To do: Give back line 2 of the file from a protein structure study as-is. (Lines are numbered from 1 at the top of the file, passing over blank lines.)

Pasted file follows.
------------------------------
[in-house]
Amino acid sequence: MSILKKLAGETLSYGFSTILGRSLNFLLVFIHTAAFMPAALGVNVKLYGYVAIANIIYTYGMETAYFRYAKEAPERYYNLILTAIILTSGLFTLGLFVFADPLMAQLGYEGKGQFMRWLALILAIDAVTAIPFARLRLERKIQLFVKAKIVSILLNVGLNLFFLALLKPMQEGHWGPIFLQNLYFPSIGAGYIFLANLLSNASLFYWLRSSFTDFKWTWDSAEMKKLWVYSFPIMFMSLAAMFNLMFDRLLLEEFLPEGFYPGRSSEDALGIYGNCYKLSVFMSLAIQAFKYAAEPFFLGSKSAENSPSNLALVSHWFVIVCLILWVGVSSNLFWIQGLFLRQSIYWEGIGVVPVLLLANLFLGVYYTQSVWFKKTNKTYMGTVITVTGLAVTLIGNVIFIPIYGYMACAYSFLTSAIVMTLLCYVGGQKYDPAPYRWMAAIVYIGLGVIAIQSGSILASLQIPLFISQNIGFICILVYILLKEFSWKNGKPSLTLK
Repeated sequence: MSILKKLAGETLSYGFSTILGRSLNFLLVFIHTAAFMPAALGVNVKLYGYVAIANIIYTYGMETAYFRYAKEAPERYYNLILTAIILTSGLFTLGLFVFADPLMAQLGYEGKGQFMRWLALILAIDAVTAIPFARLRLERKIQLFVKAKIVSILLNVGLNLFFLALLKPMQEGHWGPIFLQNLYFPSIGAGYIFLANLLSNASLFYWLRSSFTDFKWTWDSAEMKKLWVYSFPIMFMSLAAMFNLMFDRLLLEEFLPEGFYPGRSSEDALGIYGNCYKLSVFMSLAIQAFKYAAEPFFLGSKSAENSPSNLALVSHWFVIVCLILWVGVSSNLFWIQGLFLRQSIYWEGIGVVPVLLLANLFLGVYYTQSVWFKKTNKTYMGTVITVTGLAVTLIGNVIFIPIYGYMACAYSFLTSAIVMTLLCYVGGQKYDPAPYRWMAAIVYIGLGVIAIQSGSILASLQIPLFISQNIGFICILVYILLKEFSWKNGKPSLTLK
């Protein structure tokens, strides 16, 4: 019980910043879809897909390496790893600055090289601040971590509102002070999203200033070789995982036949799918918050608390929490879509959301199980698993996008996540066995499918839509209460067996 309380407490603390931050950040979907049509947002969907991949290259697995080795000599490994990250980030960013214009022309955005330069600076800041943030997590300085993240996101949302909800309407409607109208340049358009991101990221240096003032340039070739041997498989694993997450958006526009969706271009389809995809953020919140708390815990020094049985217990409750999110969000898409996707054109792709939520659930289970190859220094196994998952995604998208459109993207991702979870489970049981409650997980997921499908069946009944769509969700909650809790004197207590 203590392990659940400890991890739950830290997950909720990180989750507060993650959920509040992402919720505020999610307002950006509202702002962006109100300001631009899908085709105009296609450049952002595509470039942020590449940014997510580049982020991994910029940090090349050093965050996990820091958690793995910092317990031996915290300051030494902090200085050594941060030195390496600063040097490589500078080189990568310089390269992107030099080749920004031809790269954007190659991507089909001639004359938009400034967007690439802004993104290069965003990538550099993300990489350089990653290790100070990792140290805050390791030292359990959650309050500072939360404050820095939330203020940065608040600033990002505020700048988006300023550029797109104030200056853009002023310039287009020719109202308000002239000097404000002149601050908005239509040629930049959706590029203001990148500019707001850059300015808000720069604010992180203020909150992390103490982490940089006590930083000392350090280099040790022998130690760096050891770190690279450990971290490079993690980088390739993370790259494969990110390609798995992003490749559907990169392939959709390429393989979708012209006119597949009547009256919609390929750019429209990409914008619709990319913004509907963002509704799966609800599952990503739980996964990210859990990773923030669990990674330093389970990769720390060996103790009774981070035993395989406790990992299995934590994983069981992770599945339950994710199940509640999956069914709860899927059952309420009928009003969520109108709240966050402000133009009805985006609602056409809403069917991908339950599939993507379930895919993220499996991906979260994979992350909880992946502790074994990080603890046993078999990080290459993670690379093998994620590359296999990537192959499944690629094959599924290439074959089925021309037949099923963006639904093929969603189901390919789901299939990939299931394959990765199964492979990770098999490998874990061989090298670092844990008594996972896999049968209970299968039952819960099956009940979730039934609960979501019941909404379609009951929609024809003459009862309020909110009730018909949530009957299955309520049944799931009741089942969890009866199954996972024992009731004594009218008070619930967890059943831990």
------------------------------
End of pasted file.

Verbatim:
Amino acid sequence: MSILKKLAGETLSYGFSTILGRSLNFLLVFIHTAAFMPAALGVNVKLYGYVAIANIIYTYGMETAYFRYAKEAPERYYNLILTAIILTSGLFTLGLFVFADPLMAQLGYEGKGQFMRWLALILAIDAVTAIPFARLRLERKIQLFVKAKIVSILLNVGLNLFFLALLKPMQEGHWGPIFLQNLYFPSIGAGYIFLANLLSNASLFYWLRSSFTDFKWTWDSAEMKKLWVYSFPIMFMSLAAMFNLMFDRLLLEEFLPEGFYPGRSSEDALGIYGNCYKLSVFMSLAIQAFKYAAEPFFLGSKSAENSPSNLALVSHWFVIVCLILWVGVSSNLFWIQGLFLRQSIYWEGIGVVPVLLLANLFLGVYYTQSVWFKKTNKTYMGTVITVTGLAVTLIGNVIFIPIYGYMACAYSFLTSAIVMTLLCYVGGQKYDPAPYRWMAAIVYIGLGVIAIQSGSILASLQIPLFISQNIGFICILVYILLKEFSWKNGKPSLTLK